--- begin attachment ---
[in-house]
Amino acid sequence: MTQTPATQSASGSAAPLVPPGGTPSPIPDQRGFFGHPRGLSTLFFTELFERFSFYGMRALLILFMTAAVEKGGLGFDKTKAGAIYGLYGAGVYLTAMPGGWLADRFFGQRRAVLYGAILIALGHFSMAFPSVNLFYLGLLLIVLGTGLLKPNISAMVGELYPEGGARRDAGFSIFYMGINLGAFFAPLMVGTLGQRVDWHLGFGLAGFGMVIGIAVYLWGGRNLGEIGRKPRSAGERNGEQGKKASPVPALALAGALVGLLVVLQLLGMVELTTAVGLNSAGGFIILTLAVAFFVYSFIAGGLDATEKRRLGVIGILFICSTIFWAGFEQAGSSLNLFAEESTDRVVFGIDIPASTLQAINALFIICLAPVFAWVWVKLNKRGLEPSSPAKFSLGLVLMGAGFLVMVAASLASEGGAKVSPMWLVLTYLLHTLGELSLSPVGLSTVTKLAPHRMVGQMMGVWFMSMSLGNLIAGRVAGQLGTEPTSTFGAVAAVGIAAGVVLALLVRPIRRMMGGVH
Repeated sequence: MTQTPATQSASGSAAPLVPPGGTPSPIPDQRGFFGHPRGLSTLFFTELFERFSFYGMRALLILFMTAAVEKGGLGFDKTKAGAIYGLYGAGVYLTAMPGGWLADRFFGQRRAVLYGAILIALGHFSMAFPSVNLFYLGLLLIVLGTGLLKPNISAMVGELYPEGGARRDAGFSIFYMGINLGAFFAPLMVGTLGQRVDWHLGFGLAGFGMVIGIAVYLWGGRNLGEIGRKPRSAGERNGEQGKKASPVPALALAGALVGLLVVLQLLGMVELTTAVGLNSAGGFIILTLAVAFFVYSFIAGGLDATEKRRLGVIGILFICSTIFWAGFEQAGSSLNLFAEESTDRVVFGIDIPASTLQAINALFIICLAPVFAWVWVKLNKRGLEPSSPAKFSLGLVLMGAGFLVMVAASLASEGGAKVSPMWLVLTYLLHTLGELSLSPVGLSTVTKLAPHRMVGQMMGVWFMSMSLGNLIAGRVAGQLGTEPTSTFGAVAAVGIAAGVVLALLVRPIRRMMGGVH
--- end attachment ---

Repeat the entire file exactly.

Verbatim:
[in-house]
Amino acid sequence: MTQTPATQSASGSAAPLVPPGGTPSPIPDQRGFFGHPRGLSTLFFTELFERFSFYGMRALLILFMTAAVEKGGLGFDKTKAGAIYGLYGAGVYLTAMPGGWLADRFFGQRRAVLYGAILIALGHFSMAFPSVNLFYLGLLLIVLGTGLLKPNISAMVGELYPEGGARRDAGFSIFYMGINLGAFFAPLMVGTLGQRVDWHLGFGLAGFGMVIGIAVYLWGGRNLGEIGRKPRSAGERNGEQGKKASPVPALALAGALVGLLVVLQLLGMVELTTAVGLNSAGGFIILTLAVAFFVYSFIAGGLDATEKRRLGVIGILFICSTIFWAGFEQAGSSLNLFAEESTDRVVFGIDIPASTLQAINALFIICLAPVFAWVWVKLNKRGLEPSSPAKFSLGLVLMGAGFLVMVAASLASEGGAKVSPMWLVLTYLLHTLGELSLSPVGLSTVTKLAPHRMVGQMMGVWFMSMSLGNLIAGRVAGQLGTEPTSTFGAVAAVGIAAGVVLALLVRPIRRMMGGVH
Repeated sequence: MTQTPATQSASGSAAPLVPPGGTPSPIPDQRGFFGHPRGLSTLFFTELFERFSFYGMRALLILFMTAAVEKGGLGFDKTKAGAIYGLYGAGVYLTAMPGGWLADRFFGQRRAVLYGAILIALGHFSMAFPSVNLFYLGLLLIVLGTGLLKPNISAMVGELYPEGGARRDAGFSIFYMGINLGAFFAPLMVGTLGQRVDWHLGFGLAGFGMVIGIAVYLWGGRNLGEIGRKPRSAGERNGEQGKKASPVPALALAGALVGLLVVLQLLGMVELTTAVGLNSAGGFIILTLAVAFFVYSFIAGGLDATEKRRLGVIGILFICSTIFWAGFEQAGSSLNLFAEESTDRVVFGIDIPASTLQAINALFIICLAPVFAWVWVKLNKRGLEPSSPAKFSLGLVLMGAGFLVMVAASLASEGGAKVSPMWLVLTYLLHTLGELSLSPVGLSTVTKLAPHRMVGQMMGVWFMSMSLGNLIAGRVAGQLGTEPTSTFGAVAAVGIAAGVVLALLVRPIRRMMGGVH